Starting Nodejs Development on Ubuntu

Outdated: please disregard this article as it is out of date. I install node in my local filespace on Ubuntu now as its so much easier to manage. Basicaly I download the Linux binaries and put them in ~/apps/nodejs/current, then add ~/apps/nodejs/current/bin to my path using my shell profile (~/.profile). This makes using npm -g really easy and does not require the sudo command.

nodejs is a very popular framework for JavaScript development, but as I found out at the MongoDB hackathon its not that straight forward to get going. So here is a quick guide to get going with Node.js on Ubuntu.

Installing nodejs on Ubuntu

Whilst there is a nodejs package in Ubuntu, it is version 0.6.9 and therefore quite a way behind the current version on the nodejs website. So lets do a manual install with the latest version, 0.10.1.

I since found an alternative approach using ppa’s but haven’t tried it out.

Download the install archive file and extract it. I chose to do this in a folder called apps in my home folder. Alternatively you could install it in /opt/ or /usr/local

mkdir ~/apps/nodejs
tar zvxf node-v0.10.1.tar.gz

Compile nodejs

As we are doing a manual install, we need to build nodejs to get the actual executable files. This requires a C compiler on your laptop which is not installed by default. So either use the Ubuntu software center to install the package g++ or use the command line

sudo apt-get install g++

To compile nodejs, first we run configuration to check all the neccessary external libraries are there and then we make node:


Adding node to your command path

Add the following to your environment in your ~/.bashrc file (or .zshrc file if you are running zshell). I moved the node executable file created by the compile process into a folder called bin, so I knew which was the right file to run. Then I added that folder to the path.

export NODEJS_HOME=/home/jr0cket/apps/nodejs/bin

I am using an environment variable called NODEJS_HOME as a convienience. You can just add the whole path in one line.

Installing NPM - the node package manager

The node package manager is a great way to get additional libraries into your node projects. It does not come with node itself, so you have to install it seperately. Npm also needs node installed first.

On the node package manager website, the install process is defined as the following command:

curl | sh

In my manual install (not using Ubuntu packages) then node and npm are created in different folders. So I put the npm executable file in the same bin folder I created previously for node, which I had already added that to the executable path.

Once npm is installed you can search for and install packages. If you the -g option for npm install then the modules will be installed globally, otherwise any modules will be local to your project in an npm-modules folder.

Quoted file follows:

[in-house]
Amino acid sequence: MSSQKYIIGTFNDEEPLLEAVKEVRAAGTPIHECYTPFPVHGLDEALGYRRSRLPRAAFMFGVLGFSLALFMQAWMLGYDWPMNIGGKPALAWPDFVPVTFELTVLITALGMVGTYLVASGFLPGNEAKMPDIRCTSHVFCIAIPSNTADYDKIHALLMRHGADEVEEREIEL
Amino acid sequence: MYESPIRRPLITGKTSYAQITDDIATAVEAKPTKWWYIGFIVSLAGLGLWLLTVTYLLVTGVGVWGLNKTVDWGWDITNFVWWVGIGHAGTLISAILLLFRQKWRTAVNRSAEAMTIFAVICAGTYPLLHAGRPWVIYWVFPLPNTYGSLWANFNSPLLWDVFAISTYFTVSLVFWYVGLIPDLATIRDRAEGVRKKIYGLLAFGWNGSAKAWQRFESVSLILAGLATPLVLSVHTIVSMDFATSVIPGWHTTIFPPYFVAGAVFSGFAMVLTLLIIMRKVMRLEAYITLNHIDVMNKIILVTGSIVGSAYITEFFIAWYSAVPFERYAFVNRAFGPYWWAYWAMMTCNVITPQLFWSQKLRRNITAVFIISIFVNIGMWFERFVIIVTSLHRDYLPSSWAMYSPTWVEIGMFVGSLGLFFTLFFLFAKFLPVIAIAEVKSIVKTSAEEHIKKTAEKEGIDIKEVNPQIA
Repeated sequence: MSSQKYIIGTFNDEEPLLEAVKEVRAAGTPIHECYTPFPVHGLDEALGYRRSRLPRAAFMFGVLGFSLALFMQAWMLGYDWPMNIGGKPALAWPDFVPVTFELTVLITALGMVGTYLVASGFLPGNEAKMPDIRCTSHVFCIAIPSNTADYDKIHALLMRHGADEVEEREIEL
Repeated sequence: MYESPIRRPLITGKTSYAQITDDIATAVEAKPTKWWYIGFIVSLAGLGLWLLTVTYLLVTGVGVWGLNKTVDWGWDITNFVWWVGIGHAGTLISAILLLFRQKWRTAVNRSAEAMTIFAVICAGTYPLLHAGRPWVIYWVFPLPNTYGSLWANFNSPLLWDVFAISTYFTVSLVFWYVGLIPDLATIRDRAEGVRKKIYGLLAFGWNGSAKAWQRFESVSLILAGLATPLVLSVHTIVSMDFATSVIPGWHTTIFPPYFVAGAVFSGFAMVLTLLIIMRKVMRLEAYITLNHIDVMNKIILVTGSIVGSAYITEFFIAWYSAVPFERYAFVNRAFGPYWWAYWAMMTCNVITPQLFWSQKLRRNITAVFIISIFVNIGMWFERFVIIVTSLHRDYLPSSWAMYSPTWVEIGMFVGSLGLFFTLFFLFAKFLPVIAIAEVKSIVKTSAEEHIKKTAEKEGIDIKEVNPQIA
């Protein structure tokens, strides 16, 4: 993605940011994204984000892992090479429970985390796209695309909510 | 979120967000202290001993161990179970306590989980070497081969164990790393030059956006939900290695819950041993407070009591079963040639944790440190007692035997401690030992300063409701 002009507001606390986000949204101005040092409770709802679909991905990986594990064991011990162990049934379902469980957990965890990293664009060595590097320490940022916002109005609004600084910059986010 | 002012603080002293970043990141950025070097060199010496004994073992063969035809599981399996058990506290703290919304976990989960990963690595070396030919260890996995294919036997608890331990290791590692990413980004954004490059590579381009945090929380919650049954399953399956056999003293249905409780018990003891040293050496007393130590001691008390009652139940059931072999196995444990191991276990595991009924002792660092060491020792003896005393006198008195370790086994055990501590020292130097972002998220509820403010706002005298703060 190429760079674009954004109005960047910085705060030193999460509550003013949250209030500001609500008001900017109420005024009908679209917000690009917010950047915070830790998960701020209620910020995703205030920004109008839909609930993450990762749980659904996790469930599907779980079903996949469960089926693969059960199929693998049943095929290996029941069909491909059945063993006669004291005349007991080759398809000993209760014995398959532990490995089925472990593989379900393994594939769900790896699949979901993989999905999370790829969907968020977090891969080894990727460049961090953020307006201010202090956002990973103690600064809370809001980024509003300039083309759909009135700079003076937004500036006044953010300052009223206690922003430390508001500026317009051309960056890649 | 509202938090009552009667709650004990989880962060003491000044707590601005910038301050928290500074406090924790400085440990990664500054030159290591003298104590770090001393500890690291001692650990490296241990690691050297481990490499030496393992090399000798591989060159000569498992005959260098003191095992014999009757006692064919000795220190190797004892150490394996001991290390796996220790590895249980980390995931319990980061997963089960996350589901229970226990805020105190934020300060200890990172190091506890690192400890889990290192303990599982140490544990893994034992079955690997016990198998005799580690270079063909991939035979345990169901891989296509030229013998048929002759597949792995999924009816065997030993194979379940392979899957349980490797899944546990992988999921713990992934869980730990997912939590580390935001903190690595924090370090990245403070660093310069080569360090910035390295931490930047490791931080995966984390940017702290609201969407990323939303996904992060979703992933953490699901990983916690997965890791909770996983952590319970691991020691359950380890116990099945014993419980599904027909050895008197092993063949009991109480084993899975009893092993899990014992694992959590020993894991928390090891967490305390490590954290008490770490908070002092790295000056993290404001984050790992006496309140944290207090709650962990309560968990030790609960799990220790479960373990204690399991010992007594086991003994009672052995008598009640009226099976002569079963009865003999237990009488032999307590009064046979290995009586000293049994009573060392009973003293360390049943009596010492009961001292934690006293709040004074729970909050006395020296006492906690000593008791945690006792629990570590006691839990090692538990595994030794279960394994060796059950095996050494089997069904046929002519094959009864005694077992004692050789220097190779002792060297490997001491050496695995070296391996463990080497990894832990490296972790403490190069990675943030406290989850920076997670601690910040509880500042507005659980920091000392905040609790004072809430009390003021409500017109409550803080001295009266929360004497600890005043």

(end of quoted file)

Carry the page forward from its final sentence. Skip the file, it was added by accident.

Search for modules:

npm search mongodb native

Install modules locally or globally:

npm install mongodb
npm install -g mongodb

Testing out node locally

You can run an interactive session for nodejs (the node REPL) using the command:


Then you can just enter JavaScript code and it is evaluated immediately. You can also run code in files by using the command:

node filename.js

So lets create a simple “Hello World” app for nodejs in a file called web.js

var express = require('express');
var app = express.createServer(express.logger());

app.get('/', function(request, response) {
response.send('Hello World!');

var port = process.env.PORT || 5000;
app.listen(port, function() {
console.log("Listening on " + port);

Running this with node web.js we get “Hello World” as the output.

Testing out node on Heroku

nodejs is one of the languages supported on Heroku (a cloud service that gives developers a sane way to deploy and scale their apps). Deploying this nodejs app on Heroku is therefore really trivial.

Heroku can usually work out what to do with many projects, based on the language and framework used. However, just to be specific lets create a Procfile to tell node which is our entry point to our application. In this case we want node to start with the file web.js

web: node web.js

Lets version the project with git

git init
git add .
git commit -m "Initial project setup"

Then we can create an app on Heroku that we can deploy too - you will need an Heroku account and download the Heroku toolbelt.

heroku create

Heroku adds a new remote to our git project called heroku, so we can push our code to our app.

Now that our project is ready to deploy, lets push all the code to the heroku application you created using git push, specifying the branch you are pushing (usually master)

git push heroku master

Now open the node website in a browser using the URL given after the upload of your code via git push, or just the command

heroku open

There is a nice article about nodejs on heroku with examples of wiring node up to various data sources too.

Learning JavaScript nodejs

Now for the fun part, learning how to program in nodejs and seeing how much JavaScript I can remember. Here are some resource I found in the few hours I spent trying to learn about nodejs.

David Crockford has lots of great resources to help you write great JavaScript:

Good luck with your JavaScript and node projects.

Thank you.

This work is licensed under a Creative Commons Attribution 4.0 ShareAlike License, including custom images & stylesheets. Permissions beyond the scope of this license may be available at @jr0cket
Creative Commons License